No, they won’t.  That’s the point.  Let’s say he was brave and looked at a 100% uplift and he only won 50% of his quotes, he’d get 50% of his time back and generate the same revenue. Even better, the referrals he’d receive would be from people who value him to people who would also value him.  Because their friends would have a similar attitude towards pricing. 

The trouble is because he doesn’t value certain things that other people do, it’s reflected in his own pricing and perception of how people will value his service. 

His default is “it’s expensive”. 

He should drink Stella Artois. 

His stating point is that people won’t pay that for something I’ve done for them.  What he’s saying is I don’t think I’m very good at what I do so why will other people think I’m any good at what I do. 

Let’s go back to his need for support. 

I convinced him to list out a few things that he knows will make a difference to him and the business.  I then convinced him to put it out there and get some quotes. 

He rings me with the three quotes in hand and immediately says “I’ve found someone really cheap! This is great!” 

I’m not normally in the habit of drowning clients, but there are times… 

You see, he’s picked the cheapest because he doesn’t value the work.  He knows it should be done but can’t see that it’s at least as important as the work he does in the business, if not more so.  He’ll effectively abdicate the work rather than delegate and manage it.  

He’ll also get what he pays for. 

There was a recent experiment done where the writing of a 500-word blog was put out to tender on an outsource site.  Interestingly the fees ranged from £15 to £600 for the same job. 

Which of the two would you choose? 

Which do you think would deliver the better-quality work?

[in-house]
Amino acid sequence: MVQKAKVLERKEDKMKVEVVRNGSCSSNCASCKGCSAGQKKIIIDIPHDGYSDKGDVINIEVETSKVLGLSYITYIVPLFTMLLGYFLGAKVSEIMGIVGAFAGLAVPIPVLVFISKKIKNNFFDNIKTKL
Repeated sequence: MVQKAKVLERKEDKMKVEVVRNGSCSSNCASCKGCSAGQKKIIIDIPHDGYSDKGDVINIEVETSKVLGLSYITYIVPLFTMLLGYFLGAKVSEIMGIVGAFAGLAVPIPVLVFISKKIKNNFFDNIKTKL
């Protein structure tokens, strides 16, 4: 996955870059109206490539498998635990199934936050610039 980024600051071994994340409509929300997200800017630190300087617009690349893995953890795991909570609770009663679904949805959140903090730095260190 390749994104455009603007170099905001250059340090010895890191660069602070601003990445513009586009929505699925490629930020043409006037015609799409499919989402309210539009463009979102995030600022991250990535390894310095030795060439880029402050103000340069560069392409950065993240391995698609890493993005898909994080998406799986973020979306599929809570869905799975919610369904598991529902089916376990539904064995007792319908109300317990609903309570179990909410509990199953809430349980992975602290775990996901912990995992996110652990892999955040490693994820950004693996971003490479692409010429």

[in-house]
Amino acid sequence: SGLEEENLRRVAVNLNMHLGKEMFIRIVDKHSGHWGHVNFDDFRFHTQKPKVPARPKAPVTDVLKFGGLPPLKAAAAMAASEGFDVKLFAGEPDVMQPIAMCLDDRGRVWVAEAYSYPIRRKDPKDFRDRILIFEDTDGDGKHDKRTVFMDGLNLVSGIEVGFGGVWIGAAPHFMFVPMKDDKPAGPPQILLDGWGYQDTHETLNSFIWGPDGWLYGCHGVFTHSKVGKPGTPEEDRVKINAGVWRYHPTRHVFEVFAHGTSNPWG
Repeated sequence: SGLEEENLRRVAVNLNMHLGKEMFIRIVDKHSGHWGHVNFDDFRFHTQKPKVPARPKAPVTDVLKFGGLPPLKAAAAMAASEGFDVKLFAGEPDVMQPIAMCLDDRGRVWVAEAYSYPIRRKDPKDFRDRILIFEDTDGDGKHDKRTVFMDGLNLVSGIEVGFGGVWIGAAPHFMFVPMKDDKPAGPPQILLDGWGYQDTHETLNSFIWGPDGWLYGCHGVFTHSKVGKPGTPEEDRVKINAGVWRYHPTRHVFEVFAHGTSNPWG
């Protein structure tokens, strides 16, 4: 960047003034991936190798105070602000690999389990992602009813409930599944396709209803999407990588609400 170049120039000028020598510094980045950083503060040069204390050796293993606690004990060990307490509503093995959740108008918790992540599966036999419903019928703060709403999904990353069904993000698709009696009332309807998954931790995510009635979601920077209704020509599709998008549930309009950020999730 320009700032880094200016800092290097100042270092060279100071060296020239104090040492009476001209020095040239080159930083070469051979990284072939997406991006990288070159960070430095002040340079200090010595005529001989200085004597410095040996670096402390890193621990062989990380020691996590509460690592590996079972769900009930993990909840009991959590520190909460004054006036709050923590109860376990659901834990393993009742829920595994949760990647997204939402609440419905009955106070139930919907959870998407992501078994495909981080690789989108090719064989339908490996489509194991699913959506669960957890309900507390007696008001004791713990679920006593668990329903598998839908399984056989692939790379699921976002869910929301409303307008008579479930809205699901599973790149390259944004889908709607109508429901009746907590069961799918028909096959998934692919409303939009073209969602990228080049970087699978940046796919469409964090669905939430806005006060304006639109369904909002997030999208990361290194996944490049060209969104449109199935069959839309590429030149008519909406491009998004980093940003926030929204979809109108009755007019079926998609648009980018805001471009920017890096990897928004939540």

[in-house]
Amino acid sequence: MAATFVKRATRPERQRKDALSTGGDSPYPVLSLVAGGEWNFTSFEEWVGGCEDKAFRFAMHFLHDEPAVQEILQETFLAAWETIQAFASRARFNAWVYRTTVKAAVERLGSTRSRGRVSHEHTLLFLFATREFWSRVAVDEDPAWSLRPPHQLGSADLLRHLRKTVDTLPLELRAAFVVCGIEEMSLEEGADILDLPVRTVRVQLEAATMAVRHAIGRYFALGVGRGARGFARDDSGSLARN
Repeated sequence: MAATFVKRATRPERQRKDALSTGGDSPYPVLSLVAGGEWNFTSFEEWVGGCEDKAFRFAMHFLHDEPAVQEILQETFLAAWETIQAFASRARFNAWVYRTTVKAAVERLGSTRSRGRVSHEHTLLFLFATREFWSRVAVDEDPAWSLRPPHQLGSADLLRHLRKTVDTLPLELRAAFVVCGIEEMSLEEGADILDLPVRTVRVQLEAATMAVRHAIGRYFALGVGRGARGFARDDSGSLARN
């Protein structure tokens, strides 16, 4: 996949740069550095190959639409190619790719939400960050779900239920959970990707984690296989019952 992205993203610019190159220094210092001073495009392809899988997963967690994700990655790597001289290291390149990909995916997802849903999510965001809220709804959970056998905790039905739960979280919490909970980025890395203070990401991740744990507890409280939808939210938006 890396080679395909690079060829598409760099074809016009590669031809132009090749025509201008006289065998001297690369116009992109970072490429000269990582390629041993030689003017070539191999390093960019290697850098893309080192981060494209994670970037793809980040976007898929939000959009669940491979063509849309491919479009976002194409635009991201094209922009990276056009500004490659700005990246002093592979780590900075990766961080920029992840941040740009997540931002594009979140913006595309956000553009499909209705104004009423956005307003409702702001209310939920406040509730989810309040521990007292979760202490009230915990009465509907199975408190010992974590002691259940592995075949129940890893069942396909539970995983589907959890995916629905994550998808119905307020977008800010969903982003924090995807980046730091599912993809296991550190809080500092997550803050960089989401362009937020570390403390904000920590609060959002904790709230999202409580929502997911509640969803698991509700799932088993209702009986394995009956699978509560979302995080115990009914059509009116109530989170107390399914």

This was also looked at and the person concerned decided to get the work done by both parties.  The difference between the two blogs was stark, both in style, research and questions asked. 

Now you may believe the £15 blog would be good enough but only until you’ve seen the £600 one.  In the same way, you might think you drive a brilliant car until you get in a better one. You may not care about the quality of your car, but somebody will and will be prepared to pay for it too. 

The girl charging £600 is getting work, every day.  How many blogs at £600 does she need to write compared to the guy charging £15 to have a lifestyle she can be happy with? 

I needed to help him change his perception of pricing with something he could relate to. Now, this client loves cycling. So, we had a conversation and I asked him how much he would be prepared to pay for a decent road bike.  

“Three to five grand I reckon.” 


So I told him I wouldn’t pay more than two or three hundred.  

“Are you mad?” He asked… 

Then it dawned on him. I don’t care about bikes. I don’t value them so I’m not prepared to pay for one. He does therefore he is.  

And we both know that at a level, thirty to fifty thousand for a bike isn’t unheard of.  

It’s all about perception of value.  

My client needs to remember he’s not his customer.  He would do well to remember that somebodies, will pay more for what he does.  That by charging more, he can offer an even better service, attract better referrals and better testimonials and produce better results.  

He has customers that love him, that give him testimonials. They value him. He doesn’t value himself so much. It means he’s getting in his own way. 

You’re not are you?